Alkoholivastase kampaania “Palju sina jood?” meediasisendite raamistamine ajakirjanduses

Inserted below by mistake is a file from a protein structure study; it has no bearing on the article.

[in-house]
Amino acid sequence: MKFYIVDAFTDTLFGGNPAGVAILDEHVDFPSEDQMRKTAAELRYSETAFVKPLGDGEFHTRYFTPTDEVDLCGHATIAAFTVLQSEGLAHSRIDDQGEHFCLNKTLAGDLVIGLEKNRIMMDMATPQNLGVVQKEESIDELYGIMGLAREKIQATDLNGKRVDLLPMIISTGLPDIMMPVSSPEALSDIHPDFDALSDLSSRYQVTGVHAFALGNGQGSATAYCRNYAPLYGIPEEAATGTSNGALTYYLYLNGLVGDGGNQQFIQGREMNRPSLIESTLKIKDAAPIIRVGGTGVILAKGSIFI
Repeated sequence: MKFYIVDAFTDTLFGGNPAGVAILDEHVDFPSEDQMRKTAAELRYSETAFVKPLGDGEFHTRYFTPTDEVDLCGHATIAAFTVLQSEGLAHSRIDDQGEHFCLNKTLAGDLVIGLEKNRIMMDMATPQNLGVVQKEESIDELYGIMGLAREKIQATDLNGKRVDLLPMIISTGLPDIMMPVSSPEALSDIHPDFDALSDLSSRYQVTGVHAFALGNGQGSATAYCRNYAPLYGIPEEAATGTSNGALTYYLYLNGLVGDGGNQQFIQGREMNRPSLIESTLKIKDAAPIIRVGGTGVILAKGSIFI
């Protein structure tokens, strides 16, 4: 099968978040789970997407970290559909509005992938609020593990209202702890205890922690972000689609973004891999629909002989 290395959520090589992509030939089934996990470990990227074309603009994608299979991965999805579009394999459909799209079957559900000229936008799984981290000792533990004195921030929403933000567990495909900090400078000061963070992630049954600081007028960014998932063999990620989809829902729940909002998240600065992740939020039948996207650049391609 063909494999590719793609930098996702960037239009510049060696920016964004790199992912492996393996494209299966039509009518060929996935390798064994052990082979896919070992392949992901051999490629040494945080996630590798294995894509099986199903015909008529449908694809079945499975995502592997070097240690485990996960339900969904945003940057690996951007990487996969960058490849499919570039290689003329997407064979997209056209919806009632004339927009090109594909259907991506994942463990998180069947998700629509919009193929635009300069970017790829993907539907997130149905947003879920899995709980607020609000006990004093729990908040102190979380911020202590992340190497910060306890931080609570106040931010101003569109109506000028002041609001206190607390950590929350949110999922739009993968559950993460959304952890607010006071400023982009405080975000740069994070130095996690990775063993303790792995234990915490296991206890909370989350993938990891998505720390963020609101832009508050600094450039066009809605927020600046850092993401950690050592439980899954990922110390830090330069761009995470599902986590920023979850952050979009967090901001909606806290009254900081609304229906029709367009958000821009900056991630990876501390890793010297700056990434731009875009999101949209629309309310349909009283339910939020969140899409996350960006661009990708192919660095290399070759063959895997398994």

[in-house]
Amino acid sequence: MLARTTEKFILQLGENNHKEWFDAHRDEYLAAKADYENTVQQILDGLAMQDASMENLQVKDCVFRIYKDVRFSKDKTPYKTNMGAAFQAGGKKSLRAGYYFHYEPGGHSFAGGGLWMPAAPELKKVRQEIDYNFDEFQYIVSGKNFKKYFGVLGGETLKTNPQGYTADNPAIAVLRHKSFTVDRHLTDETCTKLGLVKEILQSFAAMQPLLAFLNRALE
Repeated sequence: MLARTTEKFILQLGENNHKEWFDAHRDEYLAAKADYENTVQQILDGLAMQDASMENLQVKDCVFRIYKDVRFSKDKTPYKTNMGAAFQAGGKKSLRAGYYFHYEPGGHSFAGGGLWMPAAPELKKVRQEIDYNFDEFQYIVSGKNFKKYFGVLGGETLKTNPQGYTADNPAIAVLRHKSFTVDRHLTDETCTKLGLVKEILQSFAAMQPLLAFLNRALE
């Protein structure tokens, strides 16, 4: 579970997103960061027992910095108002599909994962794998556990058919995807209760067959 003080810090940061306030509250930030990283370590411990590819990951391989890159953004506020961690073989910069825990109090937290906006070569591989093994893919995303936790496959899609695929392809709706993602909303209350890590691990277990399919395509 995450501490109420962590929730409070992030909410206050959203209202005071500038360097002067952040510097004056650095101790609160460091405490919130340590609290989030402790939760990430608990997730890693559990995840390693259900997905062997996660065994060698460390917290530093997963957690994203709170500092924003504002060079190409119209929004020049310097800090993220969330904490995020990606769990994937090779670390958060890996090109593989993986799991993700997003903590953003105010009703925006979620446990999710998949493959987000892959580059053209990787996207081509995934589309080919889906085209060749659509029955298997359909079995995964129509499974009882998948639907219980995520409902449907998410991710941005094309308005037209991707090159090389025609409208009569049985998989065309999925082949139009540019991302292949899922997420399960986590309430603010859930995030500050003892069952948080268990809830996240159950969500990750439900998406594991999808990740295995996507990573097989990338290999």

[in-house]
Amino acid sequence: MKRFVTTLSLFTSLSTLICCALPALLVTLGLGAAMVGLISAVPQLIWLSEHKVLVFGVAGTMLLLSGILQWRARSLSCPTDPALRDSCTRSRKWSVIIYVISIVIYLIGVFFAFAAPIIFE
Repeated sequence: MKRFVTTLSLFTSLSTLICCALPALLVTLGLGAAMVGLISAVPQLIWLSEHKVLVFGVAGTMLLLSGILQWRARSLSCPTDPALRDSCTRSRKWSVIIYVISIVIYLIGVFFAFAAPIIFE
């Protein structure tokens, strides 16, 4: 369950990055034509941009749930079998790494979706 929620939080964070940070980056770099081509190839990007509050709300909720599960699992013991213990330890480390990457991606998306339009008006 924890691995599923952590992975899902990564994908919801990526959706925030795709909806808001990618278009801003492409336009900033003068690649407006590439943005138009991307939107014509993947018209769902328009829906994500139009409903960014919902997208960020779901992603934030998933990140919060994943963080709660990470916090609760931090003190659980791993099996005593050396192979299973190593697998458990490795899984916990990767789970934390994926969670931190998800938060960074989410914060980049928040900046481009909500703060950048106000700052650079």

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The aim of this bachelor's thesis is to find out how Estonian mainstream media frames the messages of anti-alcohol social campaign "Palju Sina jood?" organized by the National Institute Of Health Development in 2009. The research covers 23 articles from Postimees, Eesti Päevaleht, Eesti Ekspress and Äripäev that appeared between 9.November 2009 and 1.June 2010 in order to analyse message framing during and after the campaign. To determine how newspapers wrote about Estonians' drinking problems and also the campaign (how the messages of the campaign were interpreted, sent to audience) the framing theory was implemented. According to the framing theory of public opinion, journalists and news agencies construct frames that reflect cultural narratives in the whole society. Journalists are fundamental influencers when news' readers interpret the world and social problems around them. To determine the frames that media was using when writing about Estonians' binge drinking and the anti-alcohol campaign, the author used framing analysis according to William A. Gamson's approach - the author read all the articles at least twice and determined frame's signature elements – i.e. framing devices (metaphors, depictions, exemplars, catch-phrases, visual images) and reasoning devices (problem's roots, consequences, principles). Generalizing all the frame's signature elements the author found 4 following frames: "binge drinking as cultural, social and psychological inevitability" (with 3 sub-frames), "alcohol and the state" (with 2 counter-frames), "health risks of abusing alcohol" and "pseudoproblem". The author also determined all the possible solutions for solving Estonia's binge drinking problem that could be found from the articles. When comparing frames detected from the media with messages of the campaign, it appears that media has a negative influence on campaign's key message - the message of Estonians drinking more than they think, consuming 11,9 litres of pure alcohol a year and taking second place in European alcohol consumption rankings. Media frames are therefore trying to marginalize statistical results, blaming Finnish tourists and certain social groups to explain shocking statistics. The frames also try to normalize heavy alcohol consumption when explaining these tendencies with Estonia's regional culture (Estonians have always drunk much), psychological aspects (drinking is a result of boredom, ignorance and habits) and social aspects (certain groups of society e.g. heavy drinkers from small villages are used to drink and that is considered normal). The only message the media frames fully support is "health risks of alcohol consumption" that also influences Estonia's economy and social sphere. When trying to find solutions for Estonians' binge drinking problem, it appears that professionals, anti-alcohol activists, scientists and doctors think the state is fully responsible and should take steps to toughen laws concerning selling, buying and advertising alcohol. While professionals blame the state, journalists, bloggers and writers find that the state shouldn't restrict buying and consuming alcohol as much as it currently does because it is considered to be the reason why Estonians drink at home and stock a home bar with alcohol. The only suitable solution for the state is to get involved in prevention of binge drinking instead of dealing with consequences. The state should also offer more opportunities for the citizens to spend their free time. In conclusion, the research shows that the anti-alcohol campaign should find more positive approach addressing and explaining the problem and should also try to not criticize and shock their target group because of the tendency to block receiving new information which can be actually very useful in order to reduce alcohol consumption. While organizing the following campaigns National Institution Of Health Development should also consider media's tendency to simplify the problem, to have certain biases and attitudes towards alcohol related topics.
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